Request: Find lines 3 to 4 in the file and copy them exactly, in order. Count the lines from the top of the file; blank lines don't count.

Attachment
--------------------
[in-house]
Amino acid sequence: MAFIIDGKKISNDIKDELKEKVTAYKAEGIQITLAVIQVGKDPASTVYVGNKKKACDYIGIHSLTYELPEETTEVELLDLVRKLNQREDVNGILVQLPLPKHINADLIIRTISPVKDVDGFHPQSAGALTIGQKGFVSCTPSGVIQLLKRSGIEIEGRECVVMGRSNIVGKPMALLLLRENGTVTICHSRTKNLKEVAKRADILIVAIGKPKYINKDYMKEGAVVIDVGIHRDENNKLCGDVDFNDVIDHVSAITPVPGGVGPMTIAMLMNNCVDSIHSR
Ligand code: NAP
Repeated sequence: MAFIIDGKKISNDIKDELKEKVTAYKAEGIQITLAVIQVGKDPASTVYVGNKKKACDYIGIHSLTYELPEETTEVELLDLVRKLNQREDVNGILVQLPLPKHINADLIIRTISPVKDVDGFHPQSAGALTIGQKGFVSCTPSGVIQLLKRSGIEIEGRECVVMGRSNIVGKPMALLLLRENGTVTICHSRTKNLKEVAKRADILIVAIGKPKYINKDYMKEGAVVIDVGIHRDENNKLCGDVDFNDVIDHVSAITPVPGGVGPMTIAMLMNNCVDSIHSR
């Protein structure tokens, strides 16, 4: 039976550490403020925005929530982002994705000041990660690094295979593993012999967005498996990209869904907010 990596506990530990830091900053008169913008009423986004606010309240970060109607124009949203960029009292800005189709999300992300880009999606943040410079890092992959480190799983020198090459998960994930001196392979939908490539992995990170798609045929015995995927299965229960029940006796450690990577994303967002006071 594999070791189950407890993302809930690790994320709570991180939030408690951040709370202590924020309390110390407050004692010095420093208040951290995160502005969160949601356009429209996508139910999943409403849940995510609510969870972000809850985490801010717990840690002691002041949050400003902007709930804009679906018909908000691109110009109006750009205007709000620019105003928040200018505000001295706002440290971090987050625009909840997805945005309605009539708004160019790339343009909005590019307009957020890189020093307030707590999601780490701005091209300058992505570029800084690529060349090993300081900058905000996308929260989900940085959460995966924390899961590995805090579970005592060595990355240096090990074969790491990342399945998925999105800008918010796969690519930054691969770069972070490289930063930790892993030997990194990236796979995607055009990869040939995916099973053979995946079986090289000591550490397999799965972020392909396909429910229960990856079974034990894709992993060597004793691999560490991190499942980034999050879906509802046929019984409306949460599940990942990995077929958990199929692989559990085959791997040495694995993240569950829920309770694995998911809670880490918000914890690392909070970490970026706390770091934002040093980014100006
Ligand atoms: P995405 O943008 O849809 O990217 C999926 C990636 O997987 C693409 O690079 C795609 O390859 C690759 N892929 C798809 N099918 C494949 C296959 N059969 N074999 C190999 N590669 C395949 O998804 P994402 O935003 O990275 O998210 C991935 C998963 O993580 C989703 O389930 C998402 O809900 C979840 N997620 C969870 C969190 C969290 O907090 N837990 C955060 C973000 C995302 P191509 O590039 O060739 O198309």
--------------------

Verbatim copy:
Ligand code: NAP
Repeated sequence: MAFIIDGKKISNDIKDELKEKVTAYKAEGIQITLAVIQVGKDPASTVYVGNKKKACDYIGIHSLTYELPEETTEVELLDLVRKLNQREDVNGILVQLPLPKHINADLIIRTISPVKDVDGFHPQSAGALTIGQKGFVSCTPSGVIQLLKRSGIEIEGRECVVMGRSNIVGKPMALLLLRENGTVTICHSRTKNLKEVAKRADILIVAIGKPKYINKDYMKEGAVVIDVGIHRDENNKLCGDVDFNDVIDHVSAITPVPGGVGPMTIAMLMNNCVDSIHSR